A passenger holds an iPhone displaying the Uber car service taxi application journey progress screen in Budapest, Hungary, on Wednesday, July 13, 2016.
Bloomberg via Getty Images
By Alex Fitzpatrick
August 30, 2016

Google is expanding a ride-sharing service that would directly compete with Uber and similar companies, the Wall Street Journal reports, the latest development in the two firms’ dissolution from partners to rivals.

Google’s service, which will be available through the company’s Waze navigation app, would essentially work as a digital carpooling platform, linking paying ride-seekers with drivers headed in the same direction. The company has been testing the service on a small scale but is now ready to expand it more broadly across San Francisco, the Journal reports.

Unlike Uber and its nearest rival, Lyft, Google will not yet take a cut of drivers’ fares. That means it won’t make money anytime soon — but thanks to Google’s lucrative advertising business, that doesn’t necessarily need to happen right away. (Uber, meanwhile, is spending heavily on driver subsidies.) The fares, meanwhile, will be modest, meaning Google’s service might nab would-be Uber passengers, but it isn’t likely to attract professional drivers to switch over.

Yet Google’s move is another wrinkle in the increasingly strained relationship between itself and Uber.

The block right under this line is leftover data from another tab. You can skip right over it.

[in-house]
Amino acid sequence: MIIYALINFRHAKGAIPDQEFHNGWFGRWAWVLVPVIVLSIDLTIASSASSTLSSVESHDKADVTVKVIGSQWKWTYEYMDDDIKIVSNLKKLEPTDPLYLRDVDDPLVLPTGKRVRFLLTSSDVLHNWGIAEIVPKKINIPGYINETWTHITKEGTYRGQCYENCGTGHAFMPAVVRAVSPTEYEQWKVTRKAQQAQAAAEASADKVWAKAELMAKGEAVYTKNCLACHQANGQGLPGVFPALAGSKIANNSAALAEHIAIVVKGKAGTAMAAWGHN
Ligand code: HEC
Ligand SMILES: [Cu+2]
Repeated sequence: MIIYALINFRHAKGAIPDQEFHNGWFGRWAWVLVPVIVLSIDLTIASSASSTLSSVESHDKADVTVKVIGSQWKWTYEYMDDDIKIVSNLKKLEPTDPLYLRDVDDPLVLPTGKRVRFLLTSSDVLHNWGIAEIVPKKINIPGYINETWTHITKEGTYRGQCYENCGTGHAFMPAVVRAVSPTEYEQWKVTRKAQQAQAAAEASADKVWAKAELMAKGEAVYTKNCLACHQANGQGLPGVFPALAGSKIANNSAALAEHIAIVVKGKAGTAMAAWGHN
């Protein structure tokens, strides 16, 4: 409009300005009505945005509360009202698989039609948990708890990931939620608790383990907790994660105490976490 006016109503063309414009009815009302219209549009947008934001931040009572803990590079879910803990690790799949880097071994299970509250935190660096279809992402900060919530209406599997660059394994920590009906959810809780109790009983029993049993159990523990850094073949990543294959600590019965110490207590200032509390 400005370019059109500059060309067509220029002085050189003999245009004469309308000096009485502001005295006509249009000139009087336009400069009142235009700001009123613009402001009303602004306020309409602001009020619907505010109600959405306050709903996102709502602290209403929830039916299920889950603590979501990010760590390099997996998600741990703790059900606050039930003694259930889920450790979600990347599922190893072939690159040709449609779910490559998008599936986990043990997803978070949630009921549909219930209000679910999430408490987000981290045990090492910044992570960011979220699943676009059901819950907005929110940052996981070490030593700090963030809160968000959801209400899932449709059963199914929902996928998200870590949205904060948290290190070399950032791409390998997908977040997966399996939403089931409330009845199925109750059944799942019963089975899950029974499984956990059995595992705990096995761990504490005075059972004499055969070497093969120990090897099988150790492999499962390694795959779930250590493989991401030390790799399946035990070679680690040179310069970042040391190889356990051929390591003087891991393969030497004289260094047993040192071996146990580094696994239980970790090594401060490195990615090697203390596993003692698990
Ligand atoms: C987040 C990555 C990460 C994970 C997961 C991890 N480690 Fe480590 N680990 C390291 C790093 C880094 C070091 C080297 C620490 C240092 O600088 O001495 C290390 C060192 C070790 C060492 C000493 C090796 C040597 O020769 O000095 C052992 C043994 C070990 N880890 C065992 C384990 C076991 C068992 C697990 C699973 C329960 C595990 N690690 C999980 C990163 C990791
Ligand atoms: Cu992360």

The firms have ties dating back to 2013, when the search giant’s venture-capital arm invested $258 million in the ride-hailing startup. With that investment also came Google Chief Legal Officer David Drummond, who took a seat on Uber’s board of directors. However, Drummond left that position several weeks ago amid mounting competition between the two firms in both ride-hailing and autonomous-driving technology. Earlier this month, Uber announced an ambitious driverless pilot program in Pittsburgh set to begin later this year. Google, meanwhile, is developing self-driving cars of its own.

The situation has left the two companies in an awkward place. Google, now part of Alphabet, remains an investor in Uber. And Uber CEO Travis Kalanick offered a polite statement on Drummond’s departure, saying that he looks “forward to continued cooperation and partnership.” Yet the firms are challenging one another to shape the future of transportation and logistics, lucrative fields that hold the promise of great riches for the victors. This particular battle is just getting started. But, not unlike the war between Google and Apple over smartphone software, it’s bound to have some very interesting results.

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